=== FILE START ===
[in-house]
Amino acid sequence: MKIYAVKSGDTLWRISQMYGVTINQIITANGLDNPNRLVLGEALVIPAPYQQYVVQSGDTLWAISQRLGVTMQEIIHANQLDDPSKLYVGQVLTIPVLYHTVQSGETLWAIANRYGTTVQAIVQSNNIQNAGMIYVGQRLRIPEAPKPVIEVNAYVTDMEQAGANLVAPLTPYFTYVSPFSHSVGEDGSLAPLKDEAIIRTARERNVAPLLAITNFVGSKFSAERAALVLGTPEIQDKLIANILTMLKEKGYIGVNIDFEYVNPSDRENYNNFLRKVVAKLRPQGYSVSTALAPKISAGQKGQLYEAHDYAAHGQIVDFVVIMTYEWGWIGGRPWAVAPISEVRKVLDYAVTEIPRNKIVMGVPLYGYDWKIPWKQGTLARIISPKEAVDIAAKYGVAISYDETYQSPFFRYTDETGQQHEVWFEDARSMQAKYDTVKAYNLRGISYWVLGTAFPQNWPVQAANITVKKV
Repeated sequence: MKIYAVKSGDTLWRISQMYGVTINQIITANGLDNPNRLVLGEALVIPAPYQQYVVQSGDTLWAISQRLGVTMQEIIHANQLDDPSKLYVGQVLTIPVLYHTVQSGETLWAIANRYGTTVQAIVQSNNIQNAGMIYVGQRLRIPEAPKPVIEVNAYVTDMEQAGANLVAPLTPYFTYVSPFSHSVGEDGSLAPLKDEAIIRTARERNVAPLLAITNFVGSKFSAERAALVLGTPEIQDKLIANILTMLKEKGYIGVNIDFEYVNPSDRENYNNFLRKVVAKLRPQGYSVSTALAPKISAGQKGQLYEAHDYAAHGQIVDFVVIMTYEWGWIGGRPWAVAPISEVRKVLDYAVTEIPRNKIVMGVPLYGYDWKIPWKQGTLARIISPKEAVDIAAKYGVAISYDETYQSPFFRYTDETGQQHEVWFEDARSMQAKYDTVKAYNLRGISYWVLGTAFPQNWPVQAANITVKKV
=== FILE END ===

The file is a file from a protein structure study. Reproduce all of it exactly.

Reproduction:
[in-house]
Amino acid sequence: MKIYAVKSGDTLWRISQMYGVTINQIITANGLDNPNRLVLGEALVIPAPYQQYVVQSGDTLWAISQRLGVTMQEIIHANQLDDPSKLYVGQVLTIPVLYHTVQSGETLWAIANRYGTTVQAIVQSNNIQNAGMIYVGQRLRIPEAPKPVIEVNAYVTDMEQAGANLVAPLTPYFTYVSPFSHSVGEDGSLAPLKDEAIIRTARERNVAPLLAITNFVGSKFSAERAALVLGTPEIQDKLIANILTMLKEKGYIGVNIDFEYVNPSDRENYNNFLRKVVAKLRPQGYSVSTALAPKISAGQKGQLYEAHDYAAHGQIVDFVVIMTYEWGWIGGRPWAVAPISEVRKVLDYAVTEIPRNKIVMGVPLYGYDWKIPWKQGTLARIISPKEAVDIAAKYGVAISYDETYQSPFFRYTDETGQQHEVWFEDARSMQAKYDTVKAYNLRGISYWVLGTAFPQNWPVQAANITVKKV
Repeated sequence: MKIYAVKSGDTLWRISQMYGVTINQIITANGLDNPNRLVLGEALVIPAPYQQYVVQSGDTLWAISQRLGVTMQEIIHANQLDDPSKLYVGQVLTIPVLYHTVQSGETLWAIANRYGTTVQAIVQSNNIQNAGMIYVGQRLRIPEAPKPVIEVNAYVTDMEQAGANLVAPLTPYFTYVSPFSHSVGEDGSLAPLKDEAIIRTARERNVAPLLAITNFVGSKFSAERAALVLGTPEIQDKLIANILTMLKEKGYIGVNIDFEYVNPSDRENYNNFLRKVVAKLRPQGYSVSTALAPKISAGQKGQLYEAHDYAAHGQIVDFVVIMTYEWGWIGGRPWAVAPISEVRKVLDYAVTEIPRNKIVMGVPLYGYDWKIPWKQGTLARIISPKEAVDIAAKYGVAISYDETYQSPFFRYTDETGQQHEVWFEDARSMQAKYDTVKAYNLRGISYWVLGTAFPQNWPVQAANITVKKV